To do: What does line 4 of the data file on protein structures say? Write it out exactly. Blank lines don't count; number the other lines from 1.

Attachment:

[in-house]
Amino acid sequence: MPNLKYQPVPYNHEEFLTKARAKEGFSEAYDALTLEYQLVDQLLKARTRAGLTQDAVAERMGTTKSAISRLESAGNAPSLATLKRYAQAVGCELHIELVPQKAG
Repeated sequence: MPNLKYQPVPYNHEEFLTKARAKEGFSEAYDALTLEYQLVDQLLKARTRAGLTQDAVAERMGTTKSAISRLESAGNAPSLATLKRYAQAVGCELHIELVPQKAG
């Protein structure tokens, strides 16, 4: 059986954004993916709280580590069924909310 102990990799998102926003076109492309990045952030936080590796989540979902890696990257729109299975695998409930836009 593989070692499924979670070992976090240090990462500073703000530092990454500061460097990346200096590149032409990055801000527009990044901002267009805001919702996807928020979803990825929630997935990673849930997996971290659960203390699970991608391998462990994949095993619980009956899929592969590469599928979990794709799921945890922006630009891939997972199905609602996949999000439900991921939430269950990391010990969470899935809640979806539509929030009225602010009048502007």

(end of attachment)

């Protein structure tokens, strides 16, 4: 059986954004993916709280580590069924909310 102990990799998102926003076109492309990045952030936080590796989540979902890696990257729109299975695998409930836009 593989070692499924979670070992976090240090990462500073703000530092990454500061460097990346200096590149032409990055801000527009990044901002267009805001919702996807928020979803990825929630997935990673849930997996971290659960203390699970991608391998462990994949095993619980009956899929592969590469599928979990794709799921945890922006630009891939997972199905609602996949999000439900991921939430269950990391010990969470899935809640979806539509929030009225602010009048502007």